Psychosocial adjustment is the ability to adapt to the difficult and stressful events such as having a disease like DMD. A patient questionnaire however showed that the vast majority, 83%, were well adjusted to the effects of their illness. In addition, DMD boys score better in psychosocial adjustment as they grow older. They learn how to deal with their disabilities, even though they are progressive! Between 8 to 10 years old are associated with the lowest adjustment score. At this age, boys begin to realize the effects of their illness. Walking becomes increasingly difficult and falling occurs more frequently.
Six functional domains play a major role in psychosocial adaptation. These are: relationships with friends, dependence, hostility, productivity, fear / depression and withdrawal. Studies have shown that relationships with friends become worse as the boys grow older. Here it is very important that parents and teachers explicitly promote and stimulate friendships. The scores associated with fear, depression, and withdrawal remain stable as they grow up. In fact, the scores for dependence, hostility and productivity improve with age.
When people feel unable to control their environment and what is happening to them, it can give rise to what is known as "learned helplessness." A degenerative disease in particular can have this effect. Understanding the mechanism behind this is an important aspect in dealing with boys with DMD.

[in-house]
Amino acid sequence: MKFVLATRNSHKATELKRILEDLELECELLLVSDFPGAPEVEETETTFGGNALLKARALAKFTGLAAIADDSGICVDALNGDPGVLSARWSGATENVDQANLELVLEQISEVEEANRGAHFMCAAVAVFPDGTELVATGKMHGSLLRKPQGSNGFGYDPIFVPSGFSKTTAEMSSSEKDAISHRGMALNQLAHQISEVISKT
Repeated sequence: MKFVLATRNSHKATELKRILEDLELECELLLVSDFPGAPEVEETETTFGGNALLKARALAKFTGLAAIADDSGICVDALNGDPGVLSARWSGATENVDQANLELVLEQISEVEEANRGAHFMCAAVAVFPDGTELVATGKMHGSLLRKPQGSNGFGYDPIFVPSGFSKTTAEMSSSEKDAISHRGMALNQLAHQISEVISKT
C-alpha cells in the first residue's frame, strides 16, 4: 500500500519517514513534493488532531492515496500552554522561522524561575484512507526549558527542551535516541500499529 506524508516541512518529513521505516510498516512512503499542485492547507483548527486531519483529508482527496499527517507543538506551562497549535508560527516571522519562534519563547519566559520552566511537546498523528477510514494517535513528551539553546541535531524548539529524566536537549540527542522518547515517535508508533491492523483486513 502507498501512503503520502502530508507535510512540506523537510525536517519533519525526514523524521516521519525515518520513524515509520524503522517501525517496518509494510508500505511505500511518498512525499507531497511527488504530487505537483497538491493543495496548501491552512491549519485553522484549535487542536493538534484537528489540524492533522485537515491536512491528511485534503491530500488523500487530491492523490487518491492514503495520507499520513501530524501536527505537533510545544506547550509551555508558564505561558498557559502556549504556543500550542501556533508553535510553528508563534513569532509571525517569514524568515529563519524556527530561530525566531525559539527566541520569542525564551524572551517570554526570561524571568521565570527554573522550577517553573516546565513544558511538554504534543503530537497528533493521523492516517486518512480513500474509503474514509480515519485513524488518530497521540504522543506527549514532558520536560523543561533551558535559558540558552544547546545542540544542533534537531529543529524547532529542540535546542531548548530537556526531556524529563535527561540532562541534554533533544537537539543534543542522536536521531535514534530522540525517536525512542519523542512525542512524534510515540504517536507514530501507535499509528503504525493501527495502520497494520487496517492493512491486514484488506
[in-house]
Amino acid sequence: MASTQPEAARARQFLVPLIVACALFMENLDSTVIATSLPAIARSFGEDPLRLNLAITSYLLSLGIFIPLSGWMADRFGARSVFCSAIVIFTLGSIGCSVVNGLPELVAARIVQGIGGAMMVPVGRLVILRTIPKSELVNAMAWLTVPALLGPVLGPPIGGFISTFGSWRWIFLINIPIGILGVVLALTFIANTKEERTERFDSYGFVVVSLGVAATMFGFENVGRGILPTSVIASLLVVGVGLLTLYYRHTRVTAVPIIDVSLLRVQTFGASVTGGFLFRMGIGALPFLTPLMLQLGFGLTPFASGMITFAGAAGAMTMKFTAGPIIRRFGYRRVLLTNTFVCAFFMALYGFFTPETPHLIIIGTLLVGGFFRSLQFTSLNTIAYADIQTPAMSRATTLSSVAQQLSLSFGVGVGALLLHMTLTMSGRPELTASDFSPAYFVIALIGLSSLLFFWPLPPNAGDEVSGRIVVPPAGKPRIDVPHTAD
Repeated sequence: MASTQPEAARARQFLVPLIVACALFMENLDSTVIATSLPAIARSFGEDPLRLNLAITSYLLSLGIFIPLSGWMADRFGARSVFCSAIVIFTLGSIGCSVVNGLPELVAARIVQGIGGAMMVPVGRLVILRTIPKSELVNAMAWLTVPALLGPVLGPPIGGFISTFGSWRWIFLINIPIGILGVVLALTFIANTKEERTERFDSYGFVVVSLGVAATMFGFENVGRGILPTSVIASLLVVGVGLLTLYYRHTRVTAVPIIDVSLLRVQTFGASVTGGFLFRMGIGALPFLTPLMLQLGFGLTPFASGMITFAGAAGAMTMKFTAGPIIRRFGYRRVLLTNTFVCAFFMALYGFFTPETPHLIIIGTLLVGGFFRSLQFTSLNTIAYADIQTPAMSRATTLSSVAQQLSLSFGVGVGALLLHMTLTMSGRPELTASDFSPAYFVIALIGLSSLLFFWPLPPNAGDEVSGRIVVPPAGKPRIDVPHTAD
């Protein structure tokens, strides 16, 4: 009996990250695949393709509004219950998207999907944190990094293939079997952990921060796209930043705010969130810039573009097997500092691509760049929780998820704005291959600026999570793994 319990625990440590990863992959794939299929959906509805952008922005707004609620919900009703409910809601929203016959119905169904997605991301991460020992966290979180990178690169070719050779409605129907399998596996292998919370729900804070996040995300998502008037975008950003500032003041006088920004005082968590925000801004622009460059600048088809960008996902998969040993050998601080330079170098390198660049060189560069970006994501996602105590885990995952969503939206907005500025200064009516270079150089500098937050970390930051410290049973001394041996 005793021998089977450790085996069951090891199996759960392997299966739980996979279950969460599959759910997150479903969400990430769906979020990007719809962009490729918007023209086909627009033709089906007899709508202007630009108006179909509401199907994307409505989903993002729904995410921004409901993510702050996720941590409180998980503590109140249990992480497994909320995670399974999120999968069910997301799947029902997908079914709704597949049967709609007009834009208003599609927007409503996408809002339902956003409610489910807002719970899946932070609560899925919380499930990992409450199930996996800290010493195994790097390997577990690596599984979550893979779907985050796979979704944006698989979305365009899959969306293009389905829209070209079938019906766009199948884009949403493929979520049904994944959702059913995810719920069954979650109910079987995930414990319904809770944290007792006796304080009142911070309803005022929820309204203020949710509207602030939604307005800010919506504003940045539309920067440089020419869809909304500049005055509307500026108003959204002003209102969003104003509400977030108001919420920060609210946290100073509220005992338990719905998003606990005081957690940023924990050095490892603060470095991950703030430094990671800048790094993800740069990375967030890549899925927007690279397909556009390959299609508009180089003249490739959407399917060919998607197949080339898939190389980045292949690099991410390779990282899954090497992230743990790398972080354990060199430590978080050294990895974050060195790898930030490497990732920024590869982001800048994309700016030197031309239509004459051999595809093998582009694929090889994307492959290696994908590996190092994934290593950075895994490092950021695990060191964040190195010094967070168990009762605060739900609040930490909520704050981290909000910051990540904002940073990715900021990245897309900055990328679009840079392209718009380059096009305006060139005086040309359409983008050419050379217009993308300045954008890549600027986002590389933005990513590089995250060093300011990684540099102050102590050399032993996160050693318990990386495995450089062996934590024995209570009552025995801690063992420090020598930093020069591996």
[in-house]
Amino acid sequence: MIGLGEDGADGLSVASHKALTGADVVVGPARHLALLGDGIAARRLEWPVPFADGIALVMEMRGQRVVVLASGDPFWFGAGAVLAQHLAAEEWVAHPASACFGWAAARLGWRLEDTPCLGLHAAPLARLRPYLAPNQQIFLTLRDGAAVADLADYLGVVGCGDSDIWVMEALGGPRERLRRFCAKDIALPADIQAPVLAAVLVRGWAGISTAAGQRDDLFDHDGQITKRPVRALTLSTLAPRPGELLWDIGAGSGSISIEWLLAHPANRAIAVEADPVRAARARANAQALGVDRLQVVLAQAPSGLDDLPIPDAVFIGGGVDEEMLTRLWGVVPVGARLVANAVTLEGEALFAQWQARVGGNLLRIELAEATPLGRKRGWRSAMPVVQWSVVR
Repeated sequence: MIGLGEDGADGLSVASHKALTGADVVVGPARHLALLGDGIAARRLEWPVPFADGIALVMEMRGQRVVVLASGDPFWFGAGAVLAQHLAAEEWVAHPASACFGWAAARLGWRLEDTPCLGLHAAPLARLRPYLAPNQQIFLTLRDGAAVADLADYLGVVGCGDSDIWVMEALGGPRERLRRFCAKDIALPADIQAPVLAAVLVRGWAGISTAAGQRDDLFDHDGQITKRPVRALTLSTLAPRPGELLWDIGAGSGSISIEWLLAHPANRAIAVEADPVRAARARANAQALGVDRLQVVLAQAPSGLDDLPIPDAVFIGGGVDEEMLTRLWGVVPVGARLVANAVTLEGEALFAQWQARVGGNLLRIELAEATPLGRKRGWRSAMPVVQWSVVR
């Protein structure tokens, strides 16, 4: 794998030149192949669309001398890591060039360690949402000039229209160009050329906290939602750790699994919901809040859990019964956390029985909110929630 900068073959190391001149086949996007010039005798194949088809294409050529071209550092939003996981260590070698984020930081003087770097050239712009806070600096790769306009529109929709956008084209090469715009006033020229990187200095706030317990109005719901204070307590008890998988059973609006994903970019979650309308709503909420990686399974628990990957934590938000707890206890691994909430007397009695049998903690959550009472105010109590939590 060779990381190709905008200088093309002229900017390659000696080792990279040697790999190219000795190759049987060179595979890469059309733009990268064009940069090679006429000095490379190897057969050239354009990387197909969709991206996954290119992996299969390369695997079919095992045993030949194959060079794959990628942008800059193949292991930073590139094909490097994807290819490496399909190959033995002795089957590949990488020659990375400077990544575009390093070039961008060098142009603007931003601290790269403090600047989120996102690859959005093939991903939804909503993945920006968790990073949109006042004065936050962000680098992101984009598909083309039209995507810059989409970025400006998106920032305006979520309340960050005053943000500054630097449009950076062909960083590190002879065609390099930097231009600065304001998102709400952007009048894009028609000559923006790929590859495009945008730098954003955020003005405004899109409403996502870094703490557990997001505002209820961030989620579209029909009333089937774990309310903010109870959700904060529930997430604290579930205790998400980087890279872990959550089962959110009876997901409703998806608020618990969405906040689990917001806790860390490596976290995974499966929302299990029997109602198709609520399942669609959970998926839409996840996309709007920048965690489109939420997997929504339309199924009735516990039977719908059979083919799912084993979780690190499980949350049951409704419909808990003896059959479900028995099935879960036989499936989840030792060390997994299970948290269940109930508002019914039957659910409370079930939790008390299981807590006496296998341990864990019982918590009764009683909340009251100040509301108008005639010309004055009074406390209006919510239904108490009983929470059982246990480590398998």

If a certain action results in noticeable positive feedback, this can lead to learned helplessness. Despite the many improvements in physiotherapy, a boy with DMD will feel his motor capabilities decrease. This can lead him to lose his courage and give up. The learned helplessness can result in emotional reactions (apathy, depression,) and / or behavioural problems (passivity, lethargy,).
Parents, teachers and therapists can try to prevent this by using a conscious strategy in dealing with boys with DMD. They can try to choose activities that the boys themselves can perform where they get an immediate positive feedback. This strengthens their sense of control and motivates them to continue to develop in different ways.
Some boys may have problems with their mental flexibility. This means that they can be rigid in their thinking. They are often of one mind and do not deviate. This also means that they are often struggling with transitions in activities, changes in expectations, and that they can be quickly frustrated if things go in a way other than they expected.
The follow tips can help:
Make it clear that the rules apply to them consistently.
Set clear limits and expectations in behaviour.
Prepare for new events: Explain what will happen and what is expected of them.
Do not use vague terms like “be good”.
Be positive and appreciative when they do well.
Prepare a warning that there is going to be an activity change (eg: in 5-minutes we will brush our teeth and sleep or if when the timer goes off, we will clean up.)
Emotional problems are a normal part of growing up. In addition to normal stress situations, DMD young people are also prone to illness-related stress.